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Unformatted text preview: c A.H.Dixon Laboratory Exercise 8 1 ASSEMBLY LANGUAGE PROGRAMMING II This lab consists of a series of simple programming exercises designed to help you better understand how some of the instructions work. Many students new to programming do not experiment first with the instruction set that is available to them before they start their assignment. Particularly if you have little programming experience, it is important to take these steps first if you wish to make more efficient use of your time when you develop a solution to an assignment. 1. Before you begin, if you have any source code in the template that you wish to keep, be sure to save it before proceeding. One way is to simply ”cut-and-paste” your source code to a text file. You can then use cut-and-paste to restore it again after this lab. Only cut out your own text, leaving behind the comments, org declarations, swi and nop instructions, and the end declaration. Begin by entering the following set of data declaration statements: N dc.b 10 NS dc.b 1,2,3,4 RESULT ds.b 1 LST ds.b 4 2. Without running the simulator, what addresses are assigned to the labels N , NS , RESULT , and LST ? 3. Run the simulator, but do not execute anything. Instead use the “Memory” window to see what addresses the assembler assigned to this data and compare this result with your answer in (a). Take note of what value is in memory for the ”ds.b” declarations. How many locations in memory were defined by these declarations statements?in memory were defined by these declarations statements?...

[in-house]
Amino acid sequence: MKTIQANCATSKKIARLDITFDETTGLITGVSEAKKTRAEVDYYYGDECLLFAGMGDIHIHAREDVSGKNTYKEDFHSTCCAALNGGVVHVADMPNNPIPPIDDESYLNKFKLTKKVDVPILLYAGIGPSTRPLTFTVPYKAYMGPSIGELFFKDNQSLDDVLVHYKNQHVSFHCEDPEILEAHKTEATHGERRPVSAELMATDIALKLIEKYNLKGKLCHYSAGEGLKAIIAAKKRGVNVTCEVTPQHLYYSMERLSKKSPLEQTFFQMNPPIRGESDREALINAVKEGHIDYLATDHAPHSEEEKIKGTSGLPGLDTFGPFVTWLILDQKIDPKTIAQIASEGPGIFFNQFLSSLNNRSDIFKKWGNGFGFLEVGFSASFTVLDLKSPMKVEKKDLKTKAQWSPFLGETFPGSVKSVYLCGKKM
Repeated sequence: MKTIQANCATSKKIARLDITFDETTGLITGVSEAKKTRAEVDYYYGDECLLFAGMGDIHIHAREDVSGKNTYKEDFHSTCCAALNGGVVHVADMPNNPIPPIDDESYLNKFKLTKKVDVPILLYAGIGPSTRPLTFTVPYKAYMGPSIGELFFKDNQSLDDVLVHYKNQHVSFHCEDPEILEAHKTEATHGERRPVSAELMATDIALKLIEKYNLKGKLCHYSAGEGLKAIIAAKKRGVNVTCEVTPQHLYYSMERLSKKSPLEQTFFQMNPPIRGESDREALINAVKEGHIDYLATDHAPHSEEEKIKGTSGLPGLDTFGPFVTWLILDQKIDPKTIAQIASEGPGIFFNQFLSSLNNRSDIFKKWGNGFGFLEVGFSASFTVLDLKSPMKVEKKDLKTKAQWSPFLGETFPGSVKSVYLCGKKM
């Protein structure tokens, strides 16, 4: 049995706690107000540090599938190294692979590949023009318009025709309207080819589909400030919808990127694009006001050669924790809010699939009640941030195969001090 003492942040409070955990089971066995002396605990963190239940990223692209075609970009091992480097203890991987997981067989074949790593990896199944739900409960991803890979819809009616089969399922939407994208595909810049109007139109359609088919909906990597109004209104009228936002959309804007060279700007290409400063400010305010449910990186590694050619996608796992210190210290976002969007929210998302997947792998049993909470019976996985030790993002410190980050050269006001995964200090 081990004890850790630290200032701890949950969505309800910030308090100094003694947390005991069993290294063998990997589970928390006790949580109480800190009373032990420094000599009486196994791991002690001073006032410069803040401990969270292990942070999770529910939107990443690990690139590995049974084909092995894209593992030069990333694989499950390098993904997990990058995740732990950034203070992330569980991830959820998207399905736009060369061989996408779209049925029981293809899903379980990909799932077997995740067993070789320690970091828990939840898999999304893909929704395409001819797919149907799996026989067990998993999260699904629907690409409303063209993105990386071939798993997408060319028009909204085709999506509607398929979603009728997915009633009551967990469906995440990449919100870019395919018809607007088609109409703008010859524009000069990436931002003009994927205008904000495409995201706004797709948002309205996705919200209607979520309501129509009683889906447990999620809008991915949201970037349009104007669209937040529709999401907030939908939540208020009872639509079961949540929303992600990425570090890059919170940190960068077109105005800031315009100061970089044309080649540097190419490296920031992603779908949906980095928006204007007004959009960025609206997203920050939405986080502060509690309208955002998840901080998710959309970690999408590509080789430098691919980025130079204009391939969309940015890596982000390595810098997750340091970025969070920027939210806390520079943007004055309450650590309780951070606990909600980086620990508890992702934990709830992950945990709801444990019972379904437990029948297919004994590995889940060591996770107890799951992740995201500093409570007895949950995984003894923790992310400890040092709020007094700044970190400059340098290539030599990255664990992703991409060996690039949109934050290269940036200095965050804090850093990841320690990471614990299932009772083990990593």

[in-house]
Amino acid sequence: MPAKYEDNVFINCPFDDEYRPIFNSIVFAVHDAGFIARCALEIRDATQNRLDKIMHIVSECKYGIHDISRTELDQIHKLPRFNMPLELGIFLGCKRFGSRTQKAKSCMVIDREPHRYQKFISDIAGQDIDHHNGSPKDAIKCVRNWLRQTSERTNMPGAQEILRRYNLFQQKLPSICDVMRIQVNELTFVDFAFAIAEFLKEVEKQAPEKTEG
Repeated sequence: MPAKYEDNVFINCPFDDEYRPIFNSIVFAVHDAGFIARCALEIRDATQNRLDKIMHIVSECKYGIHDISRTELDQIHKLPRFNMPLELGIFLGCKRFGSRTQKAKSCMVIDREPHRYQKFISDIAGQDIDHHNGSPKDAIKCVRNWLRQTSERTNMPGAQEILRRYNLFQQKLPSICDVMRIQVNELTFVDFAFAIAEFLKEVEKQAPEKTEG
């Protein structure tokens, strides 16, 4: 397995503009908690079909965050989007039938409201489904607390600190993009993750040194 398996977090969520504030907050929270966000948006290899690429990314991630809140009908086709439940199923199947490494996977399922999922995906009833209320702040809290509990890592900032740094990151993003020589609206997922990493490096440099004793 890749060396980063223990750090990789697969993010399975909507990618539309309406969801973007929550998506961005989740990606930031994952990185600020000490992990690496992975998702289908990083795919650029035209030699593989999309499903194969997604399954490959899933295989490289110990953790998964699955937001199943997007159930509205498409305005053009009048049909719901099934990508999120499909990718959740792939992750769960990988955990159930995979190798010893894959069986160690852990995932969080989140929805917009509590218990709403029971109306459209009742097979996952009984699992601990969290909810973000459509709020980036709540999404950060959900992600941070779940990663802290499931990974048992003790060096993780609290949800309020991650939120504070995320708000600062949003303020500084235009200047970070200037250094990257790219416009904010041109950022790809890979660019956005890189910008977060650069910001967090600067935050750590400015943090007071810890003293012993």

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- Spring '08
- Assembly Language, United States Declaration of Independence, Central processing unit, Control flow, CCR